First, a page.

Armed Forces News

PEARL HARBOR, Hawaii (Dec. 29, 2020) Master-at-Arms 1st Class Patrick Moore receives the COVID-19 vaccine as U.S. Pacific Fleet Fleet Master Chief James Honea observes at Joint Base Pearl Harbor-Hickam, Dec. 29, 2020. Naval Health Clinic Hawaii was one of the facilities selected to receive the vaccine in a phased and coordinated strategy, prioritizing the vaccine for eligible personnel to protect their health, families, and communities. (Navy photo by Chief MCS Jay C. Pugh)

While buoyed by the facts that less than one quarter of the fleet has tested positive for Covid-19 of recent and roughly 35 percent of the force is vaccinated, Chief of Naval Operations Adm. Mike Gilday sees room for improvement.

Speaking at a conference held by the Center for New American Security earlier this month, Gilday said he would like the immunization rate to reach 100 percent. Hesitancy among some sailors to take the voluntary injections “is concerning,” he said.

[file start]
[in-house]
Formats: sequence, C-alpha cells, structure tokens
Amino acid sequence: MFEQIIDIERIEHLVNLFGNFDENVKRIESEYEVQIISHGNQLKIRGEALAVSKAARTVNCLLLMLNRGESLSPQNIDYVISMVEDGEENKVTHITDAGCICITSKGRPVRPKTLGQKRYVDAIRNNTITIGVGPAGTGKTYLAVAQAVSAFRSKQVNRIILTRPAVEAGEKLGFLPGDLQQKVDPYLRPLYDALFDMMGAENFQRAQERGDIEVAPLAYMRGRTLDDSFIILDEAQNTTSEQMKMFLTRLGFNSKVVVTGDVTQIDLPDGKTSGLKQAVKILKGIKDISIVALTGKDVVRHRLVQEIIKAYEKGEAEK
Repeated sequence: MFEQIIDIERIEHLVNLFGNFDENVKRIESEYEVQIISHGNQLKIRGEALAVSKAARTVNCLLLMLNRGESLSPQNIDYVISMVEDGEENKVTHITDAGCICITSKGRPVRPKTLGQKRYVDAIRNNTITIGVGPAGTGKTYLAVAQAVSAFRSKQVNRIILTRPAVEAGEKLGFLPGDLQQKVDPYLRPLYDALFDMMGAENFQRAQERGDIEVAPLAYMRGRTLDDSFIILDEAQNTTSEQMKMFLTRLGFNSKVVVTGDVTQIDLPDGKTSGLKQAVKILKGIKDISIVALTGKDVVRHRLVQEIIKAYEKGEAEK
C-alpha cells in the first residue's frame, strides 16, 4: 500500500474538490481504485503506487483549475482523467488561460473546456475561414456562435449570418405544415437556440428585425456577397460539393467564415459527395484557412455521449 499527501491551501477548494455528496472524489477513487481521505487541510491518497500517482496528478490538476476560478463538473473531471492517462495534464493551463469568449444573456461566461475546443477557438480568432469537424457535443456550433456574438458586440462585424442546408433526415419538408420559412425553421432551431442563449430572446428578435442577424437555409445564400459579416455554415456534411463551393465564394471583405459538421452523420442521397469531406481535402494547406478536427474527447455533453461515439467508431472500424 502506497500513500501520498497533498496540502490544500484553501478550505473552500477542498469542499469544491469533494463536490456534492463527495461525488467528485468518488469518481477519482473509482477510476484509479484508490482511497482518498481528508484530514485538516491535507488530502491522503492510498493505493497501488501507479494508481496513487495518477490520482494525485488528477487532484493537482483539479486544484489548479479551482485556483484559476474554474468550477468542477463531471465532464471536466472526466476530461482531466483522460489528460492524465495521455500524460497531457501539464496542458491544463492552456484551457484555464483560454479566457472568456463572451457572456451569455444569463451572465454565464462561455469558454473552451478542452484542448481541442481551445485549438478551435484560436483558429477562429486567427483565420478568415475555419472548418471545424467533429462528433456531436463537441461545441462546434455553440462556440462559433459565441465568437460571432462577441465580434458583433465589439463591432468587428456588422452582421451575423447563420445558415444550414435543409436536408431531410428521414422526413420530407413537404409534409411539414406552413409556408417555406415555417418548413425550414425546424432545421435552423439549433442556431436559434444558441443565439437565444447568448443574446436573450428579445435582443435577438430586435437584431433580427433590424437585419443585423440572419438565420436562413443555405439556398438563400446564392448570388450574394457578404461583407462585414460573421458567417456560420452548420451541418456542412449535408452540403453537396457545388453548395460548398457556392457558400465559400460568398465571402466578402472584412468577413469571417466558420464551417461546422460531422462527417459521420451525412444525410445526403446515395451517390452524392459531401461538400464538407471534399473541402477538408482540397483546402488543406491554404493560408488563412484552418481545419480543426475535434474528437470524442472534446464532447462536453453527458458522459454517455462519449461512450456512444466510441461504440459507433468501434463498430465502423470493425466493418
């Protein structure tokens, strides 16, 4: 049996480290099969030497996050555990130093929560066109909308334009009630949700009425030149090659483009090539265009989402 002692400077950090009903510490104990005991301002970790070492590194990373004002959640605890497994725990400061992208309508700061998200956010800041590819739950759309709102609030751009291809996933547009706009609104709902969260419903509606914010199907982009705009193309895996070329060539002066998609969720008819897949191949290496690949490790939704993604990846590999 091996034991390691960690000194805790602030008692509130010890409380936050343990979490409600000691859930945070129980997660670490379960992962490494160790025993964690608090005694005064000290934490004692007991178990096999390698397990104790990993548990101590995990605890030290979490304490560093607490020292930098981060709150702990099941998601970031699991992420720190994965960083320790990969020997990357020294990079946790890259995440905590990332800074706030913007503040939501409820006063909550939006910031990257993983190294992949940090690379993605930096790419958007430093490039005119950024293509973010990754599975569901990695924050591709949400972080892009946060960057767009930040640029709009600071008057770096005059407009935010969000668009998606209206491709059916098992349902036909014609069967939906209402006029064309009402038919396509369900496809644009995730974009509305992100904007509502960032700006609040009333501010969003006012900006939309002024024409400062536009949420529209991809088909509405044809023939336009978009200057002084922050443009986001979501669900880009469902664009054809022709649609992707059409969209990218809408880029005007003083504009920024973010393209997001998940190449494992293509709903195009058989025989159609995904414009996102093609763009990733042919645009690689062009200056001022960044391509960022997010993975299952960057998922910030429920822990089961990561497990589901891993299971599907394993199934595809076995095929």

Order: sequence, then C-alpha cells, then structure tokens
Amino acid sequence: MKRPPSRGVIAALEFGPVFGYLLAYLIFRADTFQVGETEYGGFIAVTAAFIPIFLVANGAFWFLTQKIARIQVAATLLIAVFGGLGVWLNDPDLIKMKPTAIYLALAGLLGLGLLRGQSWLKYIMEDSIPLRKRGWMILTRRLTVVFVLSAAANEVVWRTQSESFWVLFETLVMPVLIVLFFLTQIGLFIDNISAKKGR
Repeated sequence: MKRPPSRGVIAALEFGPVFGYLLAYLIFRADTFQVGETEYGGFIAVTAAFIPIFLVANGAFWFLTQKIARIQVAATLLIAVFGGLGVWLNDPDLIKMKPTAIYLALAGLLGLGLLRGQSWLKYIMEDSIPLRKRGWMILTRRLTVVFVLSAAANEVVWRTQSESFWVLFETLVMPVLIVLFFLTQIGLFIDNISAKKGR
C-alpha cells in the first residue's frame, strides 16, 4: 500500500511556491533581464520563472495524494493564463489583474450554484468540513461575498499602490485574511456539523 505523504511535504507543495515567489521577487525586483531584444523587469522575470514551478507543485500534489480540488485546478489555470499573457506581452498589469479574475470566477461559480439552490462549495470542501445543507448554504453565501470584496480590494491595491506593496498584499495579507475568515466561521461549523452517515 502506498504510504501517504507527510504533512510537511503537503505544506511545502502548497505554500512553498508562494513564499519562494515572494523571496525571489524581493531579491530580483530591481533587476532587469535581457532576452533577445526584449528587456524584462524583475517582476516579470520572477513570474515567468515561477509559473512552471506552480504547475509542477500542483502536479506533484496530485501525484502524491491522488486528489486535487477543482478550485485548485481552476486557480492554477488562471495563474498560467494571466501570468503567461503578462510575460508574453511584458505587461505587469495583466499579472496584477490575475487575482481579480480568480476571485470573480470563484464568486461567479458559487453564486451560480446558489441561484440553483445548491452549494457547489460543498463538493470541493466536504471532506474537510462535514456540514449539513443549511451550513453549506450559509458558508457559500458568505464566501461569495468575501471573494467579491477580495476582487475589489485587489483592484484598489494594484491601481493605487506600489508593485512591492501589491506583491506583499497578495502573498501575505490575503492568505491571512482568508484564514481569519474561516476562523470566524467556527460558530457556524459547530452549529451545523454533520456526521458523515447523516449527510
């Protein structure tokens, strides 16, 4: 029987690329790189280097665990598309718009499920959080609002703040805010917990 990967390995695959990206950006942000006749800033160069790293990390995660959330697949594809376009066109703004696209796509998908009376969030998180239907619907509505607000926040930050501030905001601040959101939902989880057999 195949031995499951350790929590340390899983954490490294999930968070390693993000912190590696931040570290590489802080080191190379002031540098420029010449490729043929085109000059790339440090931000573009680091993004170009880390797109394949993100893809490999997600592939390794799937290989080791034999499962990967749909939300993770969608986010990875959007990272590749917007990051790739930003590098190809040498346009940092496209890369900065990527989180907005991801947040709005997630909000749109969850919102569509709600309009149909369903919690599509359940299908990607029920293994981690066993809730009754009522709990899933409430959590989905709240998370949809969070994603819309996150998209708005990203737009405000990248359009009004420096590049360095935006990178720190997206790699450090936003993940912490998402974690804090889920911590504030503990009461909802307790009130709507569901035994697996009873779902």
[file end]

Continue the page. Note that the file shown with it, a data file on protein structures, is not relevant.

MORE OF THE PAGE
Bringing the vaccine to crews has shown to be an effective method of getting sailors to accept immunizations, Gilday said. Peer pressure has the tendency to “bend things in a positive direction,” he said.

“In terms of incentivizing, as we understand the effectiveness of the vaccine better, I think we’ll begin to see a loosening up of restrictions,” Gilday said. “This has to be balances against a potential [additional] surge here in the country. We’re just stepping through it a day at a time right now.”

The CNO does not want a recurrence of incidents like that on the carrier Theodore Roosevelt a year ago, in which the virus swept through the crew and led to repercussions that ultimately cost the ship’s skipper his job. The Navy remains in daily contact with the CDC (Centers for Disease Control and Prevention), he said. Guidelines from CDC could lead the Navy to dangle further incentives, such as looser restrictions, as possible encouragement to get vaccinated.